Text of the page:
Table 10.3

Set Representative Value Confidence

Undesirable 12.5 0.33

Desirable 50 0.2

VeryDesirable 87.5 0.67

Plugging these values into the equation gives the desirability as a crisp

value:

(10.16)

As you can see, this method has produced a value very close to that calcu-

lated by the more accurate but costlier to calculate centroid technique (and

it would have been closer had I not estimated some of the values in the

centroid calculation) and therefore, this is the one I’d advise you use in

your games and applications.

Well, that’s it! We’ve gone from crisp values (distance to target = 200,

ammo status = 8) to fuzzy sets, to inference, and back to a crisp value rep-

resenting the desirability of using the rocket launcher (83, 62, or 60.625

depending on the defuzzification method). If this process is repeated for

each weapon type a bot is carrying, it’s a simple matter to select the one

with the highest desirability score to be the weapon the bot should use

given its current situation.

From Theory to Application: Coding a Fuzzy Logic Module

It’s now time to see exactly how the classes required to implement fuzzy

logic have been designed and how they are integrated with Raven.

The FuzzyModule Class

The FuzzyModule class is the heart of the fuzzy system. It contains a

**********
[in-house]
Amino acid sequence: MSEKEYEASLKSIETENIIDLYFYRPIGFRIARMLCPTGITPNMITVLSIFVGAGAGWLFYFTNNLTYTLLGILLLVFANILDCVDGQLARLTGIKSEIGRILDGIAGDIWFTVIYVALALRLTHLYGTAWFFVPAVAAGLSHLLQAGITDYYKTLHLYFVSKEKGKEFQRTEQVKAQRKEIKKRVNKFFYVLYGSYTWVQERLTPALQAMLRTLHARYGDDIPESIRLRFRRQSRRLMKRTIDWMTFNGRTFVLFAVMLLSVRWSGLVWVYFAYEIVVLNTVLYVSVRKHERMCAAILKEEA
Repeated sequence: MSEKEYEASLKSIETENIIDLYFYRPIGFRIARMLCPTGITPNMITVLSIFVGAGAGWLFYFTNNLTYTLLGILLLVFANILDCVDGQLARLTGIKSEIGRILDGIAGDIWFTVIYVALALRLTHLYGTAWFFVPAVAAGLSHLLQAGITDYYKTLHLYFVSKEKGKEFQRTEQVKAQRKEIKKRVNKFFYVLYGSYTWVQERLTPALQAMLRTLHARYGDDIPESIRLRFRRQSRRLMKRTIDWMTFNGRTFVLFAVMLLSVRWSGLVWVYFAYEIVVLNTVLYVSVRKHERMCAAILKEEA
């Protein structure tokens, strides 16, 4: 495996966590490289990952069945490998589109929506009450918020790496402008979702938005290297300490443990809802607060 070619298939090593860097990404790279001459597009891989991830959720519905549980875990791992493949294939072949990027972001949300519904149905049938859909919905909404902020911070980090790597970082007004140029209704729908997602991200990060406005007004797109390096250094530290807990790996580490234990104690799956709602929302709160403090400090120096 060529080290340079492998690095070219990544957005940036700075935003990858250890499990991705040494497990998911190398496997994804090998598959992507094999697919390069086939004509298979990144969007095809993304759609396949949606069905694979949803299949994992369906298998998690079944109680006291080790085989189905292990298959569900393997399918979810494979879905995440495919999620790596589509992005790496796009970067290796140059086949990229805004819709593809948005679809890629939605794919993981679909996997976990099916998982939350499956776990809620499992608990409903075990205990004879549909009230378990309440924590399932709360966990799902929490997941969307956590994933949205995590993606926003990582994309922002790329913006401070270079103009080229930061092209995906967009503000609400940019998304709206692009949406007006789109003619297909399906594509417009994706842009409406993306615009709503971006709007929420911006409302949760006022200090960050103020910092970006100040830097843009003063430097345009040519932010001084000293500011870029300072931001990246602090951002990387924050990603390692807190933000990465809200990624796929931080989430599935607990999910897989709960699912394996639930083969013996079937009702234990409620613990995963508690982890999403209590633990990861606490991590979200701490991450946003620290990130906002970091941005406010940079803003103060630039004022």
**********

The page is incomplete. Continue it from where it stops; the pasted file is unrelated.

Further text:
std::map of fuzzy linguistic variables and a std::vector containing the rule

base. In addition, it has methods for adding FLVs and rules to the module

and for running the module through the process of fuzzification, inference,

and defuzzification.

Fuzzy Logic | 437

From Theory to Application: Coding a Fuzzy Logic Module

12.5 0.33 50 0.2 87.5 0.67

0.33 0.2 0.67

72.75

1.2

60.625

Desirability

Desirability

´+´+´

=

++

=

=

class FuzzyModule

{

private:

typedef std::map<std::string, FuzzyVariable*> VarMap;

public:

//a client must pass one of these values to the defuzzify method.

//This module only supports the MaxAv and centroid methods.

enum DefuzzifyType{max_av, centroid};

//when calculating the centroid of the fuzzy manifold this value is used

//to determine how many cross sections should be sampled

enum {NumSamplesToUseForCentroid = 15};

private:

//a map of all the fuzzy variables this module uses

VarMap m_Variables;

//a vector containing all the fuzzy rules

std::vector<FuzzyRule*> m_Rules;

//zeros the DOMs of the consequents of each rule. Used by Defuzzify()

inline void SetConfidencesOfConsequentsToZero();

public:

~FuzzyModule();

//creates a new "empty" fuzzy variable and returns a reference to it.

FuzzyVariable& CreateFLV(const std::string& VarName);

//adds a rule to the module

void AddRule(FuzzyTerm& antecedent, FuzzyTerm& consequence);

//this method calls the Fuzzify method of the named FLV

inline void Fuzzify(const std::string& NameOfFLV, double val);

//given a fuzzy variable and a defuzzification method this returns a

//crisp value

inline double DeFuzzify(const std::string& key, DefuzzifyType method);

};

A client will typically create an instance of this class for each AI that

requires a unique fuzzy rule set. FLVs can then be added to the module

using the

CreateFLV method. This method returns a reference to the newly

created FLV. Here’s an example of how a module is used to create the

fuzzy linguistic variables required for the weapon selection example:

FuzzyModule fm;

FuzzyVariable& DistToTarget = fm.CreateFLV("DistToTarget");

438 | Chapter 10

From Theory to Application: Coding a Fuzzy Logic Module

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